Dr Jeyakantha said more public awareness must be created and since fatty liver is a silent disease, a person should consider testing for it if he or she is at risk, for example, if he or she is overweight or obese, or has diabetes mellitus. According to Dr Chan, fatty liver has certainly reached an epidemic proportion in Malaysia given that one-quarter of the adult population suffers from the disease.
Citing a recent study which found that nearly 25 per cent of apparently healthy adults who underwent a health check-up were diagnosed with fatty liver, he said not many people are aware of fatty liver despite its high prevalence. “Fatty liver increases with age. As a person gets older, he or she tends to have fatty liver.
In young adulthood and middle-age, it is more common in men. But as women reach the menopausal age, fatty liver tends to catch up and become as common as in men,” he said.
Dr Jeyakantha said before menopause, the hormone estrogen in a woman’s body protects her from fatty liver. “But once menopause hits, that protective effect diminishes, with the risk of getting fatty liver becoming similar to that observed in men.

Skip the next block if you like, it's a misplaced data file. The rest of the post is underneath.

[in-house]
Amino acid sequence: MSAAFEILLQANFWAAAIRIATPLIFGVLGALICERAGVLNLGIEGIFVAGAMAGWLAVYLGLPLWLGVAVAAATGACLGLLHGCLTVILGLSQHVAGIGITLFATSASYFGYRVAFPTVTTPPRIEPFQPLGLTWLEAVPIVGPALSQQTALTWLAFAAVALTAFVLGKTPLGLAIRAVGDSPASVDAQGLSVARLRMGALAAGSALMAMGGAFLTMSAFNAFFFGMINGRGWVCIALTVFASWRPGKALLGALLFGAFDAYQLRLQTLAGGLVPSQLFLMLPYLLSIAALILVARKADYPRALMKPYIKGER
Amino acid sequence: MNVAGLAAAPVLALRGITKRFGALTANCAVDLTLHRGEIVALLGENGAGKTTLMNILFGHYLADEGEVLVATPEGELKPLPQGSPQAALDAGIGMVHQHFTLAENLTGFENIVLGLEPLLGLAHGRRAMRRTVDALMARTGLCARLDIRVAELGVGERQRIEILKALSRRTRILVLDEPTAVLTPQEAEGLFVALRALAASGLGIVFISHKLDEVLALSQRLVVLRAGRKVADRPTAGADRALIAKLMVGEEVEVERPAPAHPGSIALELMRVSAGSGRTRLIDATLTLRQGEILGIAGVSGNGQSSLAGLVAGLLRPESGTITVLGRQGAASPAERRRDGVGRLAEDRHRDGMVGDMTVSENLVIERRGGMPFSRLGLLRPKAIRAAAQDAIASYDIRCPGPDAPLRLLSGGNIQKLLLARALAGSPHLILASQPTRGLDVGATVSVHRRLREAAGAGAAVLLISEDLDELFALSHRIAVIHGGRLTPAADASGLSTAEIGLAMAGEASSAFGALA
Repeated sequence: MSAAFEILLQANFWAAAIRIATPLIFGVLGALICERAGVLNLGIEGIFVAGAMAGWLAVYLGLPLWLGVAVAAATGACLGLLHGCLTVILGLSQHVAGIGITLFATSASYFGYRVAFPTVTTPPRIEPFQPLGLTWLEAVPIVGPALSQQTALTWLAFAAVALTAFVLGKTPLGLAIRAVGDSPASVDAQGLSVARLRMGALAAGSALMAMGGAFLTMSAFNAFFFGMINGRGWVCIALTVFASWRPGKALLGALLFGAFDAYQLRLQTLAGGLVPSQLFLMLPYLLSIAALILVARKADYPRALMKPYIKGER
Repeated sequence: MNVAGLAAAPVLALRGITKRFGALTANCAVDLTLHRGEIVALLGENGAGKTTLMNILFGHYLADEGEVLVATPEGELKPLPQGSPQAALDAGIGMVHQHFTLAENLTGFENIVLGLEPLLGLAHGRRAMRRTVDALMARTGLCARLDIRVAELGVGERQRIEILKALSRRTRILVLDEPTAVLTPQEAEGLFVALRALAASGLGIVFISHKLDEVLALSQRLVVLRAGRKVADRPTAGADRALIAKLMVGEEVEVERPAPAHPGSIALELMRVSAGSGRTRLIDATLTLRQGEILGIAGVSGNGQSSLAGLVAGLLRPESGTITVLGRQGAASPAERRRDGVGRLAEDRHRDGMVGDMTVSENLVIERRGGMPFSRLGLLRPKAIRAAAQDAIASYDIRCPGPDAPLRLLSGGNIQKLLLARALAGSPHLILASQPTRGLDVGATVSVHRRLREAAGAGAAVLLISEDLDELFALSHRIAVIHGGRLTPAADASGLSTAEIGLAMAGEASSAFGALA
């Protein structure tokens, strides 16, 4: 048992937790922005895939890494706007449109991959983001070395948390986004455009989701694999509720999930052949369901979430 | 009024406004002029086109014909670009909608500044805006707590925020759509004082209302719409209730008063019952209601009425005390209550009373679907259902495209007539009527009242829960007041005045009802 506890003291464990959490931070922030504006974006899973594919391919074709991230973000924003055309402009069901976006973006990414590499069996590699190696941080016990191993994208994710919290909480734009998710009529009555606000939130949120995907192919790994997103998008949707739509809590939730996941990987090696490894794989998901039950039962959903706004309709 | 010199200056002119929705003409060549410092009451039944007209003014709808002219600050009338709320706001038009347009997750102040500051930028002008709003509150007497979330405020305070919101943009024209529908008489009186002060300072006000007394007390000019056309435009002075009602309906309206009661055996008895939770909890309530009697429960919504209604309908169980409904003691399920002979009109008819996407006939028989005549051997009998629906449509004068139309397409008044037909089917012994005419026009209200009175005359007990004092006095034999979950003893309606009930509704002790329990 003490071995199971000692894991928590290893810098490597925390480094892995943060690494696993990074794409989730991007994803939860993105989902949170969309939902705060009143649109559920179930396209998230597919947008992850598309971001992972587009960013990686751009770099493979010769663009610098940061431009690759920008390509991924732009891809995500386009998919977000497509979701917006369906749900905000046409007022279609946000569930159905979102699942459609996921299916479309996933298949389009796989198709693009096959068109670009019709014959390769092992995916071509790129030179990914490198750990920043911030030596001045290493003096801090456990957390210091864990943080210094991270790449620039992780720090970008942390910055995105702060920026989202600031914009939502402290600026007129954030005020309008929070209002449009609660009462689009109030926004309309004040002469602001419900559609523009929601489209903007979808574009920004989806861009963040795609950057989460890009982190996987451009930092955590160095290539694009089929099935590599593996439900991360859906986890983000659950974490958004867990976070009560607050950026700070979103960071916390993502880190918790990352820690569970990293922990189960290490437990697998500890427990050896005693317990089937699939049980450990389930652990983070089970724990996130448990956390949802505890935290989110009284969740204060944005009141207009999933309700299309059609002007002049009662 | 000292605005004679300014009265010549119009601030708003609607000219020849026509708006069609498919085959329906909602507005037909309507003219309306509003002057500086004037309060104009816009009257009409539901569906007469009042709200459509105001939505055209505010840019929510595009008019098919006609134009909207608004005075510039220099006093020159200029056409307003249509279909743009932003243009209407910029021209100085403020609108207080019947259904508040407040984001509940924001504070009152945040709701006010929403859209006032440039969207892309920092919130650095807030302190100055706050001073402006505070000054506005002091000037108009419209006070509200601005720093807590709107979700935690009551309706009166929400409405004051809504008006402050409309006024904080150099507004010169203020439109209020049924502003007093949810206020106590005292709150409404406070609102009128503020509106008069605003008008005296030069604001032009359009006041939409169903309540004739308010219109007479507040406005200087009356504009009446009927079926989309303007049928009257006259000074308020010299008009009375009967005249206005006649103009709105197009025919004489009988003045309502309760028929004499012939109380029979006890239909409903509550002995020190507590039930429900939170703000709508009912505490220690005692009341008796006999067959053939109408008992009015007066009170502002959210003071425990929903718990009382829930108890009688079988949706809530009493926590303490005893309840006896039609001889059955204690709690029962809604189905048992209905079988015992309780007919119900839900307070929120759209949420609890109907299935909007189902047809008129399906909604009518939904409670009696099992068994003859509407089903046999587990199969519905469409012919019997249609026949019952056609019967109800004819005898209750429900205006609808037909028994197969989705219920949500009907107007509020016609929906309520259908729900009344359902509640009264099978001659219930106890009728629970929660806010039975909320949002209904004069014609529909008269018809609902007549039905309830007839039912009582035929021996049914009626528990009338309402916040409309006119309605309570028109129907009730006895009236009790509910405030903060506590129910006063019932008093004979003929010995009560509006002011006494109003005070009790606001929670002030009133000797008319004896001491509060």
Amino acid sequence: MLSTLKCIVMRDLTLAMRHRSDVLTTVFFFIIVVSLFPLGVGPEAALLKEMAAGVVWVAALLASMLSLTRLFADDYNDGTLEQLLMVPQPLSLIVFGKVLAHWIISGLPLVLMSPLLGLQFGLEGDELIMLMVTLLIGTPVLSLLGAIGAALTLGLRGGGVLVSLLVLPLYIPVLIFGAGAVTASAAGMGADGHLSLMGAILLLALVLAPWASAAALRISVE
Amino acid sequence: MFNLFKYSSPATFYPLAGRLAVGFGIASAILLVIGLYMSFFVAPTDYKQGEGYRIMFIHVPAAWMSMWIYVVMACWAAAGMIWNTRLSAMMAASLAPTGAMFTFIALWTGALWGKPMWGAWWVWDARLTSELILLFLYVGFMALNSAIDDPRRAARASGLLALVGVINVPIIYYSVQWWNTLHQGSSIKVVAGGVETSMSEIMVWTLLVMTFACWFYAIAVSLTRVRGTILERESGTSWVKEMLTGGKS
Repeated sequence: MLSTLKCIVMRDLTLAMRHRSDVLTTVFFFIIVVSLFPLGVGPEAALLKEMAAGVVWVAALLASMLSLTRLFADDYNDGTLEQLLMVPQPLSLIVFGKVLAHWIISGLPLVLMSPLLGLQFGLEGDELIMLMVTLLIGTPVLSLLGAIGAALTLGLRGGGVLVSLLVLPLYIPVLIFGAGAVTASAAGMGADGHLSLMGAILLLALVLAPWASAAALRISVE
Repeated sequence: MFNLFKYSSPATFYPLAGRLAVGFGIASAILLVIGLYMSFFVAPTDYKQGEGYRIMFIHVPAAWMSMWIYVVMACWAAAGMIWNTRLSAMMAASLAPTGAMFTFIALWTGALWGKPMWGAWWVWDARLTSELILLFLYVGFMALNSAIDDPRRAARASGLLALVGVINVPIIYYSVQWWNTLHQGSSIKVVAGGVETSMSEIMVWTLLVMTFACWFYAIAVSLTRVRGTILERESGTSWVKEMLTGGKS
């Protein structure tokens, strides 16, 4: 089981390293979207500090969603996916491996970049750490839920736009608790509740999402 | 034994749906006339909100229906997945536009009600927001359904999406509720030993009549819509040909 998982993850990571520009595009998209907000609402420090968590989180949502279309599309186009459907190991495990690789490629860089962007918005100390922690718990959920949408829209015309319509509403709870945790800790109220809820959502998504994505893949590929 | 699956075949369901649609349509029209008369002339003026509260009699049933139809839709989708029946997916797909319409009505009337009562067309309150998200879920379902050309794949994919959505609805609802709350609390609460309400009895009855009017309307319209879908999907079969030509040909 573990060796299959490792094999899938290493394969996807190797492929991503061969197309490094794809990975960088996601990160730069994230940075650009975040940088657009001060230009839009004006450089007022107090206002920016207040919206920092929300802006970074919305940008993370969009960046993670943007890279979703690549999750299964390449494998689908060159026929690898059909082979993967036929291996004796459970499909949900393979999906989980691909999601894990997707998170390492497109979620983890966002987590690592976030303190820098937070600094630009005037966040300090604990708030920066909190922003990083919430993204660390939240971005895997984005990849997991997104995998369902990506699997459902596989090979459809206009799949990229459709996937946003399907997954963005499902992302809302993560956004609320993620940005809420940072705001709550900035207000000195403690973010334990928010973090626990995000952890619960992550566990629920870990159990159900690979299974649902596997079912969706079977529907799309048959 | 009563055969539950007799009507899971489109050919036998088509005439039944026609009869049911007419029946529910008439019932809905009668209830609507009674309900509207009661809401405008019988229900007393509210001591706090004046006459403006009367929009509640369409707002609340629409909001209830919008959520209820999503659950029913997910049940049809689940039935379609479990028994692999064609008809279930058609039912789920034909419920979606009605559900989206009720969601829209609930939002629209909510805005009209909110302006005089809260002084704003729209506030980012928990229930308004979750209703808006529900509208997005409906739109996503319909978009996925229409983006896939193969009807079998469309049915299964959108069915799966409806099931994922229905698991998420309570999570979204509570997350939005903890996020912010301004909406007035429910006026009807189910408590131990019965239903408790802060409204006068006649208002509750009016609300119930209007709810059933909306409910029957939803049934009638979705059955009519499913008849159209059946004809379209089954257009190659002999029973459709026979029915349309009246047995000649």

The risk of cardiovascular disease also goes up,” he said.
Among patients with diabetes mellitus, the prevalence of fatty liver is even higher, Dr Chan pointed out, adding that it was found that as many as 70 percent of those who were treated for diabetes mellitus had fatty liver.
Persons with diabetes mellitus are also more likely to have more severe fatty liver.
Fatty liver is part of metabolic syndrome, which is a constellation of risk factors that increase the chance of developing cardiovascular disease.
The risk factors include central obesity (defined as a waistline measurement of above 90 centimetres in men and above 80 cm in women), high blood pressure, dyslipidemia (including high triglyceride and low high-density lipoprotein cholesterol levels in the blood) and abnormal blood glucose control (including diabetes mellitus).
“Many people are suffering from metabolic syndrome without them knowing it. They usually don’t exhibit any symptoms at all. It is a silent epidemic,” said Dr Jeyakantha.
He said based on the National Health and Morbidity Survey 2015, 17.5 percent of the Malaysian adult population had diabetes mellitus.